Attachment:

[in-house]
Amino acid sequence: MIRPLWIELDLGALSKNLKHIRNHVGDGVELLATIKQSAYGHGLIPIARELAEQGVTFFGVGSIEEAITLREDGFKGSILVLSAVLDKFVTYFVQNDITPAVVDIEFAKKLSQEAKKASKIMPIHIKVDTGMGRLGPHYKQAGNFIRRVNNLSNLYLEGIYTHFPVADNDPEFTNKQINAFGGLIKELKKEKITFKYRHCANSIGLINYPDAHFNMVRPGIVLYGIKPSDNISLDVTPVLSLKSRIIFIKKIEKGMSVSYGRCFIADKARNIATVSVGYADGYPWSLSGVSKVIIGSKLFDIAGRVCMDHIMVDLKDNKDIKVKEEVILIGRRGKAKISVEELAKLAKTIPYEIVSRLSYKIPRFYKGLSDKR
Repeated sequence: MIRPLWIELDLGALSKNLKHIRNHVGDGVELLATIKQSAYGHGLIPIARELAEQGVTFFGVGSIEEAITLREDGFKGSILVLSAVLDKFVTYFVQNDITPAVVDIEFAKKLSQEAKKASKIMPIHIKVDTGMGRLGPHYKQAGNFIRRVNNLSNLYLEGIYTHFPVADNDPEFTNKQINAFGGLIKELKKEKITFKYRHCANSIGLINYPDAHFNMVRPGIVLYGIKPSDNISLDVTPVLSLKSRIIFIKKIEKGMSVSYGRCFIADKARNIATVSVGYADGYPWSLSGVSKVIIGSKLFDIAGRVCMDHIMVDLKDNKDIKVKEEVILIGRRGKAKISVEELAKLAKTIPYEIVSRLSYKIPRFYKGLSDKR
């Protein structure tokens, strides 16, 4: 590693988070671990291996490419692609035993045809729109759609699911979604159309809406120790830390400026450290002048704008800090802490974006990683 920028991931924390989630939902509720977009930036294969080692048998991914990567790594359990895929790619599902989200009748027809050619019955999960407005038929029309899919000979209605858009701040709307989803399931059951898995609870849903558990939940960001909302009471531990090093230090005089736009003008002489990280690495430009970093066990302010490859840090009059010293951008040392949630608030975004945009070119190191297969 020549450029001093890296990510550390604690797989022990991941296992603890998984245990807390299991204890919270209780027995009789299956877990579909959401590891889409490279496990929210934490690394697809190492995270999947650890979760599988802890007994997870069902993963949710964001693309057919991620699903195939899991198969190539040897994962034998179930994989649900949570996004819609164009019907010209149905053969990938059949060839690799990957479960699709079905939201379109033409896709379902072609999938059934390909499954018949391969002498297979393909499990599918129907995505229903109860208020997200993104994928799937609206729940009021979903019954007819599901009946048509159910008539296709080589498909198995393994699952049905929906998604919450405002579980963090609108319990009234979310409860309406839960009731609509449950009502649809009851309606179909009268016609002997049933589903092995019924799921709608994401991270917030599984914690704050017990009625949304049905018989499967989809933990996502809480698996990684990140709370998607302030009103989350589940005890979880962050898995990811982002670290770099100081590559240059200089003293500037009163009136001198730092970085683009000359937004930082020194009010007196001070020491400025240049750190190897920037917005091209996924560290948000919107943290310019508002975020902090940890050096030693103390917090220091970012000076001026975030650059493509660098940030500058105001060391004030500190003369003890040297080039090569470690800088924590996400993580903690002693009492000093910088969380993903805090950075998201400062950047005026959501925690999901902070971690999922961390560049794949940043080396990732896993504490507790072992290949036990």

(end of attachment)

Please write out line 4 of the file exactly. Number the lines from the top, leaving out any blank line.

């Protein structure tokens, strides 16, 4: 590693988070671990291996490419692609035993045809729109759609699911979604159309809406120790830390400026450290002048704008800090802490974006990683 920028991931924390989630939902509720977009930036294969080692048998991914990567790594359990895929790619599902989200009748027809050619019955999960407005038929029309899919000979209605858009701040709307989803399931059951898995609870849903558990939940960001909302009471531990090093230090005089736009003008002489990280690495430009970093066990302010490859840090009059010293951008040392949630608030975004945009070119190191297969 020549450029001093890296990510550390604690797989022990991941296992603890998984245990807390299991204890919270209780027995009789299956877990579909959401590891889409490279496990929210934490690394697809190492995270999947650890979760599988802890007994997870069902993963949710964001693309057919991620699903195939899991198969190539040897994962034998179930994989649900949570996004819609164009019907010209149905053969990938059949060839690799990957479960699709079905939201379109033409896709379902072609999938059934390909499954018949391969002498297979393909499990599918129907995505229903109860208020997200993104994928799937609206729940009021979903019954007819599901009946048509159910008539296709080589498909198995393994699952049905929906998604919450405002579980963090609108319990009234979310409860309406839960009731609509449950009502649809009851309606179909009268016609002997049933589903092995019924799921709608994401991270917030599984914690704050017990009625949304049905018989499967989809933990996502809480698996990684990140709370998607302030009103989350589940005890979880962050898995990811982002670290770099100081590559240059200089003293500037009163009136001198730092970085683009000359937004930082020194009010007196001070020491400025240049750190190897920037917005091209996924560290948000919107943290310019508002975020902090940890050096030693103390917090220091970012000076001026975030650059493509660098940030500058105001060391004030500190003369003890040297080039090569470690800088924590996400993580903690002693009492000093910088969380993903805090950075998201400062950047005026959501925690999901902070971690999922961390560049794949940043080396990732896993504490507790072992290949036990």